The spring in Brevard has been moody. Bright purple flowers against a dark gray sky. New green leaves shot through with strange light. I have been nursing myself off Paris with too many croissants from the local bakery. And lemon tarts. For a few days there it was touch and go. For a few days, I was like: I published my book. I went to Paris. I came back from Paris. Now what the hell am I supposed to do?

Then April started and I became able to feel optimistic again. I saw this tweet the other day and said YES. I think much about this idea of choosing happiness and a great portion of the time I think it is bullshit. I think it's available to certain DNA, but not to all. You know? In the winter, I'm not capable of it.

But April comes and I feel good again.

Besides croissants, my other coping mechanism is pretending I live in Austin, Texas. I know my moods are exhausting. My changes of heart wear me out. But I'm maybe a bit obsessed with this yogi Adriene. I dream of hot sun and hot weather and funky towns. Let's just say it: I dream of having green drinks delivered to my door. I dream of Mexican blankets and succulents. Lime popsicles and music festivals. You know? I DON'T KNOW. I just have a crush on Adriene. And Austin. Then I was snooping around on Airbnb and found this:

I mean, if I have an aesthetic, this is it.

So when I go to work and the stalker man comes in and stares, or the good old boy patornizingly tells me to smile, or the rude man asks overly personal questions trying to figure out if my beliefs are Christian like his, I just pretend I am living in Austin. With Adriene and this famous guy I love. Maybe it's crazy, but it works. IT IS WORKING FOR ME. Leave me alone, let me have it.


Do you know I wasn't harassed one single time during my two weeks in Paris, but at my job I am harassed daily? I'm not going to be able to stop talking about this. Is it the fact that I'm almost 34? I have a shorter fuse for certain ills. Don't tread on me, I'm 34. Maybe? It's a patronizing harrassment most of the time. Which is more insidious, harder to take head-on. I'm 33 but I'm almost 34.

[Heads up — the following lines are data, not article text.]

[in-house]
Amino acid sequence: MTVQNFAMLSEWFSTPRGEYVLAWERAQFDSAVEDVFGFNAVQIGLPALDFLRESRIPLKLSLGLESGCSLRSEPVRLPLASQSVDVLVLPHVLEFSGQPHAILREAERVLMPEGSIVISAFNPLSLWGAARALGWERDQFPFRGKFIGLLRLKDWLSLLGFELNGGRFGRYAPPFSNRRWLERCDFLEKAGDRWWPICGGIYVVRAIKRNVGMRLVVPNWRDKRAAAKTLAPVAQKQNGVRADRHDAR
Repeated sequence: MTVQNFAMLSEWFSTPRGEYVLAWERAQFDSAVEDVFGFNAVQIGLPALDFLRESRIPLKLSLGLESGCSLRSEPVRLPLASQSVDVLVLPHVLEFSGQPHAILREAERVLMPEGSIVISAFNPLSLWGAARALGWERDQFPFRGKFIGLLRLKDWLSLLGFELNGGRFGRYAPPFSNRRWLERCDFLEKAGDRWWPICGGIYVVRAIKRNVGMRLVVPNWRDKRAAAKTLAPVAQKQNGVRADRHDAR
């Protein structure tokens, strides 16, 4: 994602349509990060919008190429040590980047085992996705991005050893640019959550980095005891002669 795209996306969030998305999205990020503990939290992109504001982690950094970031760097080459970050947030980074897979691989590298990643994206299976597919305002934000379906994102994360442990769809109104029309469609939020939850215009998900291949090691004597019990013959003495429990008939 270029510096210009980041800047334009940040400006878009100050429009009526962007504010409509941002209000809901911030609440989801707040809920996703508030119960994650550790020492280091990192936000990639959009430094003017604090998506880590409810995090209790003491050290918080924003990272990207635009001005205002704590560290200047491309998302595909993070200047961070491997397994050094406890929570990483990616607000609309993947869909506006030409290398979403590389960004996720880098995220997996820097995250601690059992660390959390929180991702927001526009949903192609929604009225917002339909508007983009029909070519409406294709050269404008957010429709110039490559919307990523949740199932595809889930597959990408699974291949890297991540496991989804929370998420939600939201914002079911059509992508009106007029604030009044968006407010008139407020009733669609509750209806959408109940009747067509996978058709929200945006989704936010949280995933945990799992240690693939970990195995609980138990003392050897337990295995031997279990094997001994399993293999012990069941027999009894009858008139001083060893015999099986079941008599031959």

(I ask myself, "where should I aim to travel to next?" but all I really want is Paris.)

In Denver we're going to go to the zoo and eat some stuff. I don't know. Asheville has a Chipotle now* so I don't really need to fly to Denver anymore. Indy was fed Subway an hour ago but she's sitting next to me huffing. So I have to go buy her a $34 airport burger now.

With love from Sunny Austin,


Update: The Atlanta airport has a Chipotle. So.

Sunday, April 5, 2015

Chocolate Tour of Paris (With Pastries, Spring, and Oeuf)

 Before leaving for Paris, I read that Easter was the major holiday for chocolate. Apparently Christmas is nice and all that, but Easter is when chocolate really has its time to shine. Everywhere I went, there were bunnies and eggs in gorgeous window displays. As you can see, it was often hard to get a good picture with the reflections and all that. Here's what I managed.

 Painted chocolate at Jacques Genin, my favorite chocolatier

Jacques Genin

Jacques Genin 

Jacques Genin 

A patisserie in the 3rd.  

The renowned Jewish bakery in the Marais where I 
didn't know what to order and managed to walk out
with a very good, but very American, brownie. 

Pain de Sucre on Rue Rambuteau in the 3rd 

Pain de Sucre. I wish I'd ordered something other than macarons.
Turns out I don't really care for them. 

 *not chocolate, probably. In the 3rd.

 File under "things one must do when in Paris" even though
it's touristy and dumb. 

Georges Larnicol in Saint Germain des Pres. I took home
two kouignettes, which were, like macarons, too sweet for me.  

 Georges Larnicol

Georges Larnicol. That is all chocolate.

Hard to see past the reflections of this gorgeous
chocolatier in the 7th, near the Eiffel tower.  

The outside of the famous Printemps feels appropriate for an Easter round up. 

Printemps again. Printemps means "spring".  

The classic. Glad I went, for the experience. One thing I noticed in Paris
is that the sweets were usually less sweet--they were made with less
sugar, often served with little sugar packets on the side. I never used
the extra sugar. And I never felt sick after indulging in them the way
I do after the sweets I eat here. 

A bakery in Montmarte, which may have been called The Two Windmills.

Tarte citron, which would turn out to be my favorite Paris treat.  

Tarte Citron by Eric Kayser, this locaiton near the Musee D'Orsay. 

The pastry tray at the Salon de Thè at Paris' Grand Mosquee.  

Patrick Roger in Saint Germain. 

Tarte aux Pommes from the famed Poilane, please ignore my thumb.

 Walking around at night. I think this was Rue Vielle du Temple in the 4th.

Du Pain et des Idées, "Bread and Ideas", near my apartment
in the 10th. Some say it's the best bakery in Paris. 

Chocolat chaud done just right at Patisserie Viennoise. 

There were a few students working here, drinking this. It's not far
from the Sorbonne. Can you imagine
this being your study spot? 

When Marie Antoinette came from Vienna, she brought her pastry chefs with her. The